Pinterest may still be considered one of the new kids on the social media block, but its impact on sales and marketing has been established and continues to grow. Brands have long used the network for branding, referrals, and even contests.
Finally, Pinterest is starting to recognize the amount of brands on the network and launching features that are specifically appealing and helpful to companies with profiles. However, even the best tools won’t make up for a poor Pinterest strategy. Here are five pieces of advice for pinning brands:
1. Make sure your account is set up as a business account
Back in March, Pinterest finally introduced business accounts, differentiating regular users and companies using the network for branding and marketing. You want to make sure you’re using a business account because of the added features that come with it, including website and account verification, analytics, ‘Pin It!’ buttons and widgets, and a resources page where you can read case studies and learn more best practices.
2. Make your presence known
What good is a great Pinterest profile if no one knows about it? It’s important that your existing audience knows to find you on Pinterest. That means making it easy for your website visitors, Facebook fans, Twitter followers, etc. to follow you on Pinterest.
Use the buttons and widget builder provided by Pinterest, or create your own button linking to your Pinterest profile for your website. Occasionally talk about your profile or a specific board on other social networks, or share actual pins from time to time. This way, your profile will be a mix of new followers that found you on Pinterest and loyal fans that you’re connected with elsewhere, as well.
3. Pin images with staying power
The most successful pins on Pinterest have staying power – it won’t matter how old the pin gets, it will continue to be liked, commented on, and repinned. Lots of users use the network as a social bookmarking site. They pin things to save the link or image so that they can easily find the resource later.
So what kinds of images have staying power on Pinterest? One kind is images that are so interesting that they stand alone, independent of the context of the website it’s found on. A second type is images that link to what’s called “evergreen content.” Evergreen content is information on a website or blog post that will still be relevant months or years from now.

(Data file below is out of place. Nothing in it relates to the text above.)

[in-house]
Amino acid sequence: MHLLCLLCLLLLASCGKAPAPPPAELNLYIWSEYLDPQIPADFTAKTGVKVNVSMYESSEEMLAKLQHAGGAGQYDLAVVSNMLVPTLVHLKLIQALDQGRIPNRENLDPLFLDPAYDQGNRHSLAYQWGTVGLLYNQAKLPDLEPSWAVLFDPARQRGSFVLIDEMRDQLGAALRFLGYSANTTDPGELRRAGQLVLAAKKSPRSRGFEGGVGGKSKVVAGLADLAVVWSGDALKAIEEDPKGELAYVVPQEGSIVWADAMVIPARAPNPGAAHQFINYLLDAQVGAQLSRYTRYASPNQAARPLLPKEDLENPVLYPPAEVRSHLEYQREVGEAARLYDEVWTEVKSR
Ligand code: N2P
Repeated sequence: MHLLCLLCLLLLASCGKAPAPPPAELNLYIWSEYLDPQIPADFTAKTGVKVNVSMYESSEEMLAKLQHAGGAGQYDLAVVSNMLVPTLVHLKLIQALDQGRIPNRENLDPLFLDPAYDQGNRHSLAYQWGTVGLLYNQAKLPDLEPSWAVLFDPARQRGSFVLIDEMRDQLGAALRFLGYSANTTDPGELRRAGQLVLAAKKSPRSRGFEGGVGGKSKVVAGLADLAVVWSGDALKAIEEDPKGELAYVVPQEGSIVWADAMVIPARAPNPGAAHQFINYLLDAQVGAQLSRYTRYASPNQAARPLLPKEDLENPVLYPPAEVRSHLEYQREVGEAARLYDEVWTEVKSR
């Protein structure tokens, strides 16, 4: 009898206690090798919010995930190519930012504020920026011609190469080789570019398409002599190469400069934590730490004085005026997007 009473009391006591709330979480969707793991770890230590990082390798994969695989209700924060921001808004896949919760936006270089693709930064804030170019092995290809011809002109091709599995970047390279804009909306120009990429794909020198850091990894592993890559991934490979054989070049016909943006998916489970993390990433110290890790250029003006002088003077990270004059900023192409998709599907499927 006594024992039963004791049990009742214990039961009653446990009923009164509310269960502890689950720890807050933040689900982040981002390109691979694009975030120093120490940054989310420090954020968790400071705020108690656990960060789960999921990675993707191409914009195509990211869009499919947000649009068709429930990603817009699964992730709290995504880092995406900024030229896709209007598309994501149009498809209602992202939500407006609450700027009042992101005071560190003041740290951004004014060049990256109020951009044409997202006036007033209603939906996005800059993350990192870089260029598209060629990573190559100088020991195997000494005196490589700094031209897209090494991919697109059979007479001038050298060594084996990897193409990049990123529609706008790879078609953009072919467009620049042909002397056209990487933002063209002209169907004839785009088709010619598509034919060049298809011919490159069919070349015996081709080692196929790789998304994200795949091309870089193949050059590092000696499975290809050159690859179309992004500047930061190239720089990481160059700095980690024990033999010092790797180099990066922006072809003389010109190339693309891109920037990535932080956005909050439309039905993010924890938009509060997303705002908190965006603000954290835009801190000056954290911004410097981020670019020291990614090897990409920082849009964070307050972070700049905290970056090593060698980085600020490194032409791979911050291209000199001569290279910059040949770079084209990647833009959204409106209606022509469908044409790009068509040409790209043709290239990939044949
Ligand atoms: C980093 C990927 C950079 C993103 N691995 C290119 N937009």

4. Pump up your pin descriptions
Most users don’t take full advantage of pin descriptions. Lots of users don’t even write one. But brands can use the pin description to add more context, which could make the difference between a casual observer and a new follower or customer.
You want to keep your descriptions to below 200 characters, even though you’re technically allowed more. People go to Pinterest to look at pictures, not words. Briefly describe the pin and/or the website it links to, use 2-4 hashtags (yes, you can use hashtags on Pinterest, too!), and if applicable, include a price.
5. Don’t make it all about you
At least, don’t make it all about your business. The key to social media marketing is making people want to become your customer without asking, making them want to buy something without telling them to. There’s nothing engaging about a retailer pinning the catalog images of their products. If users wanted to see those, they would actually look at the catalog or website.
Instead, be interesting. Retailers will be more successful pinning pictures of their products “out in the wild,” or even better, creating a group board and allowing their followers to pin their own personal pictures using the product. All kinds of brands will find more success highlighting their partners, clients, customers, employees, and most importantly, their audience, in their Pinterest boards than making it all about them.